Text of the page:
The full text article (preprint) linked to below was recently posted by Quantitative Science Studies (from MIT Press).
University of Sussex
Quantitative Science Studies
Open Access (OA) publishing has created new academic and economic niches in contemporary science. OA journals offer numerous publication outlets with varying editorial philosophies and business models. This article analyzes the Directory of Open Access Journals (DOAJ) (n = 12,127) to identify characteristics of OA academic journals related to the adoption of Article Processing Charge (APC)-based business models, as well as the price points of journals that charge APCs. Journal Impact Factor (JIF), language, publisher mission, DOAJ Seal, economic and geographic regions of publishers, peer review duration, and journal discipline are all significantly related to the adoption and pricing of journal APCs. Even after accounting for other journal characteristics (prestige, discipline, publisher country), journals published by for-profit publishers charge the highest APCs. Journals with status endowments (JIF, DOAJ Seal) and articles written in English, published in wealthier regions, and in medical or science-based disciplines are also relatively costlier. The OA publishing market reveals insights into forces that create economic and academic value in contemporary science. Political and institutional inequalities manifest in the varying niches occupied by different OA journals and publishers.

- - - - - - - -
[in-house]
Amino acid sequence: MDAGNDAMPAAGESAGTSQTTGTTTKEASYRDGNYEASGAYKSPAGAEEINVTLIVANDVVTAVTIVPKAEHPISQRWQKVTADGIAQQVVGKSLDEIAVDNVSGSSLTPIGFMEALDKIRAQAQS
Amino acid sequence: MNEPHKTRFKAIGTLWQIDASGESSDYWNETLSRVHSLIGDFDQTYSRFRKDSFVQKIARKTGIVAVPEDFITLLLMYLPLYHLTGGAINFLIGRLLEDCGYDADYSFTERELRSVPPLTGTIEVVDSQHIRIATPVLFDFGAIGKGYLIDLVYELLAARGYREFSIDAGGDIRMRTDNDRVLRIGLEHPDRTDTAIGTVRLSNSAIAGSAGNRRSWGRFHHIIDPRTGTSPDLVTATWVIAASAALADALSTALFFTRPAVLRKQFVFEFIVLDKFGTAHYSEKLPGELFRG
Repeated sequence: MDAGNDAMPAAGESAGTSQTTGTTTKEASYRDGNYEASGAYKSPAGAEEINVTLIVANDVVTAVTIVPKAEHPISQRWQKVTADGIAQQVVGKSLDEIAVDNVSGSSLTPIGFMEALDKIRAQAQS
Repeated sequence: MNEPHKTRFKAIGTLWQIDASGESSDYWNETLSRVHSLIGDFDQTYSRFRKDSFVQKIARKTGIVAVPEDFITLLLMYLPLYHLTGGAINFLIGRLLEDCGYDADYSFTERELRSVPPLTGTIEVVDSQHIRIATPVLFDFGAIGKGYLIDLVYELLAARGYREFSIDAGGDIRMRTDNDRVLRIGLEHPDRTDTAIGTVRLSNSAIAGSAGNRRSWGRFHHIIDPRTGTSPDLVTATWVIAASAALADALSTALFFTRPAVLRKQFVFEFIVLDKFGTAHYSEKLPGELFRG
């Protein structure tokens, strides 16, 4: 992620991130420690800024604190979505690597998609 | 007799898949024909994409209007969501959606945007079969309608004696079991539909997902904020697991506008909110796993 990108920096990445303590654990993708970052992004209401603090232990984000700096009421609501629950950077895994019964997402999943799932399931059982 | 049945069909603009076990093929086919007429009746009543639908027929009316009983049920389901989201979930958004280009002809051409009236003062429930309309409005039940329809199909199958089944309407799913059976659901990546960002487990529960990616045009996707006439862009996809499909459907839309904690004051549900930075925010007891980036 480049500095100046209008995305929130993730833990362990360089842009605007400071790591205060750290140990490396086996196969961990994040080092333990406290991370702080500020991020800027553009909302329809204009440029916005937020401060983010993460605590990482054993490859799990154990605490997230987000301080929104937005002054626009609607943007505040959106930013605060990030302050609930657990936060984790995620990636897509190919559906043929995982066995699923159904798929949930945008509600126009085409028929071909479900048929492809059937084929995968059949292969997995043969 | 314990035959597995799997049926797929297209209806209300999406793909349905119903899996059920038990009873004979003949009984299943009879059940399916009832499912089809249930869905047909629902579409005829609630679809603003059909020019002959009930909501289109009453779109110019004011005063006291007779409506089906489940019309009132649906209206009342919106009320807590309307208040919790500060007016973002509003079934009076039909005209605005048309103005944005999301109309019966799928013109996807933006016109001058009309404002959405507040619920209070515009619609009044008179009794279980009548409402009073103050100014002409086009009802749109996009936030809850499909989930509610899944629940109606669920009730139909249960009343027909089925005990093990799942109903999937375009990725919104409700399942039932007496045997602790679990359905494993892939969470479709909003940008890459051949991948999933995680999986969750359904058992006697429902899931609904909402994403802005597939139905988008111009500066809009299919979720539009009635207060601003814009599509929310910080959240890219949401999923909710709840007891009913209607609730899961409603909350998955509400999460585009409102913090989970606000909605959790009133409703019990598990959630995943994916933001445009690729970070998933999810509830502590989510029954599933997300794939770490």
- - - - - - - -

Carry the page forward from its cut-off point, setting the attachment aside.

32 pages; PDF.